FAQ: Starting Solid Foods


 

Frequently Asked Questions: Starting Solid Foods

 Although there is no “right” way to introduce solid foods, here are general feeding guidelines to consider: 


Safety

• For healthy full-term babies, food can safely be started between 4-6 months. To be sure your child is ready, your infant should have good head control and open his/her mouth when food is placed near the lips.

• Start by offering a small amount of a single ingredient food and introduce one new food at a time

• To be sure a food agrees with your baby, introduce a new food every 3 to 5 days

• Keep foods pureed until about 8-10 months of age, at which time consider advancing to small pieces of dissolvable “finger foods”

• As your child consumes more solid foods, be sure and offer water to drink

• Avoid Raw honey (which can cause botulism) and cow’s milk until 1 year of age


Keep the food healthy!

• Start with foods that are “grown from the ground”; such as fruits, vegetables, and legumes. Consider starting with pureed peas, sweet potato, applesauce, pears, bananas, avocado, beans, and lentils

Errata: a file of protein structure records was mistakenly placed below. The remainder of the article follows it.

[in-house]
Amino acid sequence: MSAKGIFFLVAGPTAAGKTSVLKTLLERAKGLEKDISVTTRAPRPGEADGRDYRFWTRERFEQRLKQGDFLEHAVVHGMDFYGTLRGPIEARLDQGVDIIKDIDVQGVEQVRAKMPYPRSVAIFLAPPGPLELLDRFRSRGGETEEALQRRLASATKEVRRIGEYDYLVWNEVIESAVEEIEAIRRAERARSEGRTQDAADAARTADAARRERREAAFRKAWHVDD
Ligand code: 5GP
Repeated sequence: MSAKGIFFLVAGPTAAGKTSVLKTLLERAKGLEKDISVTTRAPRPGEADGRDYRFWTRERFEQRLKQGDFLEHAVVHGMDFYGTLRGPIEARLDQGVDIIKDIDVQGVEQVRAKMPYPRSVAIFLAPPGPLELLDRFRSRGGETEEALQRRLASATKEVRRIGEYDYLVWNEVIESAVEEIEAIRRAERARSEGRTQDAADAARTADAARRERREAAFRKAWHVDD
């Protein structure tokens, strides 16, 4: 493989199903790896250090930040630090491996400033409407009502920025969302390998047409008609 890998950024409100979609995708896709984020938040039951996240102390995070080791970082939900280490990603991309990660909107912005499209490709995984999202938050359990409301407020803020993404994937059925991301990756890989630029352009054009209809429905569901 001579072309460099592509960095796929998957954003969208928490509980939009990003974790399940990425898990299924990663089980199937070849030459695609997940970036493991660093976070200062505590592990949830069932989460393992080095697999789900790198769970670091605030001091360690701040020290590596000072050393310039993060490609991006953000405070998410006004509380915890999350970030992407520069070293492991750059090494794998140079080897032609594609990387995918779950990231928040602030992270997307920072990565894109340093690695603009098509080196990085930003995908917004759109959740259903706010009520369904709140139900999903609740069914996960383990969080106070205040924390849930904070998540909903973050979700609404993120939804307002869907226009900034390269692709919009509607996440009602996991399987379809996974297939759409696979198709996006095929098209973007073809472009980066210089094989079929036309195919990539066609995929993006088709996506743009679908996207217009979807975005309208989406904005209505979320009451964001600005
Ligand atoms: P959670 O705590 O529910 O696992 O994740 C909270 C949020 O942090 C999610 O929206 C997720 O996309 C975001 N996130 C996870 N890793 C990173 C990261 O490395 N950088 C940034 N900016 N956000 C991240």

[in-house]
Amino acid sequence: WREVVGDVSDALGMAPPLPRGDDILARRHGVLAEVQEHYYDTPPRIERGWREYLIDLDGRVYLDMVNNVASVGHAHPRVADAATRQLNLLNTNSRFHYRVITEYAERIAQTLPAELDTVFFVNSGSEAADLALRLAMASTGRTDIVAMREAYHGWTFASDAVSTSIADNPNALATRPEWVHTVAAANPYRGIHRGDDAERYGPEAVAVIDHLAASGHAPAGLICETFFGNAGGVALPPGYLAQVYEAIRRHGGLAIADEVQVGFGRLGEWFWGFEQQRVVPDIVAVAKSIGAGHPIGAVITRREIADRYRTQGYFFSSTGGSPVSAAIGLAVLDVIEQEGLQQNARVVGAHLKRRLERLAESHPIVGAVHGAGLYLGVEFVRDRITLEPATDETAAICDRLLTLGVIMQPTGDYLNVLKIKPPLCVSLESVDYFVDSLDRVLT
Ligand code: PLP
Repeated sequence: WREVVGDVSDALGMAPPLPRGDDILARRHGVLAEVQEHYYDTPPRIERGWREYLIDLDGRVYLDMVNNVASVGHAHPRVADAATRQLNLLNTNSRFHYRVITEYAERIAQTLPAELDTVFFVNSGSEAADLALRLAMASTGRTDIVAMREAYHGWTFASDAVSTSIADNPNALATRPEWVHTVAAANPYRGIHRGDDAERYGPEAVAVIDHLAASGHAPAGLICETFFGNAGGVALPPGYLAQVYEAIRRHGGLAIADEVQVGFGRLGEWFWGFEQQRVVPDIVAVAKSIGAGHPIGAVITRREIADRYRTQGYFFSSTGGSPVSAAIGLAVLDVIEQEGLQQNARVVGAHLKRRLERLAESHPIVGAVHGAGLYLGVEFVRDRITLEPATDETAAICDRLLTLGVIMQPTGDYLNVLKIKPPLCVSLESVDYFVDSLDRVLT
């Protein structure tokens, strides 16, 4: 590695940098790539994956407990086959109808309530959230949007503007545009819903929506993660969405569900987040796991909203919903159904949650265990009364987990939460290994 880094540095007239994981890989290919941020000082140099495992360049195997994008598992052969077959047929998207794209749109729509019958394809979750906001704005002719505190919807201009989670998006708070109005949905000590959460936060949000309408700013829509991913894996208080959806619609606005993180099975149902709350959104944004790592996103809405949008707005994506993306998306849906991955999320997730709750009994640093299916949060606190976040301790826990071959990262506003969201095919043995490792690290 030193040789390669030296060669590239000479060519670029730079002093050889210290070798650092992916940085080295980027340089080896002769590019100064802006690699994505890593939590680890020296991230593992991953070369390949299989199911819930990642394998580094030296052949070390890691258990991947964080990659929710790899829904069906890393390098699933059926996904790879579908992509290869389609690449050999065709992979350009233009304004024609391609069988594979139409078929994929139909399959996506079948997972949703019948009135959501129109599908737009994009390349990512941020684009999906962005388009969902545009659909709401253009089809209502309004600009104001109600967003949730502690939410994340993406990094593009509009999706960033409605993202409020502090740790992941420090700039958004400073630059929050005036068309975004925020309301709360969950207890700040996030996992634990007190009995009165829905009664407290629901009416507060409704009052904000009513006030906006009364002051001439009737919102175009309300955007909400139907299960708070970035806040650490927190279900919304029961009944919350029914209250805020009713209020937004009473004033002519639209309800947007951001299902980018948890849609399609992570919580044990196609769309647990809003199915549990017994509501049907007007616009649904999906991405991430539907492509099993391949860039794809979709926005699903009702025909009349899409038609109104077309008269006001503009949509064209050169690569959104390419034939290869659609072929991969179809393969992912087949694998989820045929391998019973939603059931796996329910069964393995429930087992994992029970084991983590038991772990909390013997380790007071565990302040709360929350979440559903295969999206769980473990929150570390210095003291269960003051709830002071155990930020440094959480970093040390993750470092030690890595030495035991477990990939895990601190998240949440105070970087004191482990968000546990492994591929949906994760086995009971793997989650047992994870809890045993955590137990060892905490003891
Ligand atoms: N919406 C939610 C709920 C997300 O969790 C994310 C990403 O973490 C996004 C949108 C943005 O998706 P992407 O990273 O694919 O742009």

• avoid added sugar and salt

• Follow your child’s cues--in general, offer food as long as they are leaning forward and opening their mouth to eat. Children will let you know when they are done by closing their mouths when food is offered.

• The parent is responsible to offer quality food, and the infants determine the quantity of food!


Offer a Variety of Foods

• Strong scientific evidence has shown that the early introduction of a variety of foods will help prevent allergies. Have you heard the theory that when kids roll around in dirt it helps build up the immune system? It is a similar concept to food tolerance. For example, introducing peanuts (in a mashed-up form to avoid choking of course!) between 4-6 months of age has been shown to prevent peanut allergies.

• introduce dairy products and protein, such as soft tofu, fish, meat, and poultry 


Have fun!

• A favorite saying we have is “Food under 1 is just for fun!” as the main calorie source in the first year is generally breast milk and/or formula

• Feeding your infant is a great opportunity to explore and find enjoyment in eating

• If your child does not show interest in a particular food at first, that’s okay! Research shows that it may take up to 15 exposures of new food until they are interested. It may take them time to be good eaters.

• Include your baby in family mealtimes as this will help promote socialization and healthy habits